Lost gear, often called "ghost gear," describes any fishing gear that has been lost or abandoned at sea. Fishing gear losses are usually caused by bad weather, underwater snags like hidden rocks or other gear, encounters with boats, or (extremely rarely) deliberate abandonment when there are no other options. Replacing lost gear represents a major expense for fishermen and the lost floats, traps, nets, etc. are a major source of pollution, which is especially troubling on otherwise pristine stretches of the BC coast.
In BC design changes were implemented years ago which for the most part ensure lost gear does not continue to fish, however those design measures are lacking in many other areas of the world, resulting in ghost gear.
We are members of the Global Ghost Gear Initiative (GGGI), an international alliance of stakeholders collaborating to tackle gear loss problems globally. Working within this global framework, we collaborate with fish harvesters, Fisheries and Oceans Canada, and local and regional governments to monitor ghost gear on the B.C. coast, with the goal of eliminating it entirely.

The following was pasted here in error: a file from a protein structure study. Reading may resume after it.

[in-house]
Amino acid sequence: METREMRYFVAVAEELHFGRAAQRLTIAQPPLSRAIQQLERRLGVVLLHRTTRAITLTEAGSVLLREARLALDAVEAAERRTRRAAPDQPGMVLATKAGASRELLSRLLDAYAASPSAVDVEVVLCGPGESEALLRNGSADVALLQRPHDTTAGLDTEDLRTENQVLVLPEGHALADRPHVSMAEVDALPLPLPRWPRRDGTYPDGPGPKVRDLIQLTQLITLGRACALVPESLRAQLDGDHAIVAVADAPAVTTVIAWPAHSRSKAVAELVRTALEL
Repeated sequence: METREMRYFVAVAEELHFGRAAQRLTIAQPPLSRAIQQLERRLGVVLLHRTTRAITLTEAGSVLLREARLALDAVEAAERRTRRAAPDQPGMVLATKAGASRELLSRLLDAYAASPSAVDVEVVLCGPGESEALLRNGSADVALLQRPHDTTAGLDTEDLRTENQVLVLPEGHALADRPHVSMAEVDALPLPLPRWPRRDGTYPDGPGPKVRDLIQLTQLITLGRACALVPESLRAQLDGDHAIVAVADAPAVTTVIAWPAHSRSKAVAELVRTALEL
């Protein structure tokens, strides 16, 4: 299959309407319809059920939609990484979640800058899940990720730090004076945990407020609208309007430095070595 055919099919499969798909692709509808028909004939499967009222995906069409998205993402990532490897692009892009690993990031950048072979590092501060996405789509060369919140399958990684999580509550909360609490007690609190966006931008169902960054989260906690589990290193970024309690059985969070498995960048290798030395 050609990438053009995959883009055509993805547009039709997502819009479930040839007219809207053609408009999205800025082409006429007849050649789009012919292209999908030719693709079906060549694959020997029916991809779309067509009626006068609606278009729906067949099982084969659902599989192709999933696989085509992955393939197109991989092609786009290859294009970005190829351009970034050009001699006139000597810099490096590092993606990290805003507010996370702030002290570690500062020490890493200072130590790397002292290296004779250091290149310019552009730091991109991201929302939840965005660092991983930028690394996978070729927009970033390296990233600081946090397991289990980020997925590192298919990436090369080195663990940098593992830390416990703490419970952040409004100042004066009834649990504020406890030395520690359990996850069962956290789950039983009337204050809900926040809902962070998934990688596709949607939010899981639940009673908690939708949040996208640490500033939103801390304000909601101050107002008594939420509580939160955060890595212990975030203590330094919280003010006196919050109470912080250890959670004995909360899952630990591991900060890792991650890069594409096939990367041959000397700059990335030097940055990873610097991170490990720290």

In winter 2020, we conducted a series of workshops and interviews with BC's commercial fishermen to identify causes and locations of gear loss. You can read the full report here.
This project received a two-year federal grant in July 2020, and we're excited to continue working with fish harvesters and Archipelago Marine Research to reduce the volume of lost fishing gear on the B.C. coast. A press release about this grant can be found here.
Our team is currently surveying fishermen to determine the primary reasons for gear loss for each major commercial gear type and industry, the areas where gear is most likely to be lost, and potential solutions to commercial gear loss. We would love to hear from you. Take the survey.
Megan Eadie leads this project. Please contact her for more information. If you're interested in being involved, you can sign up here.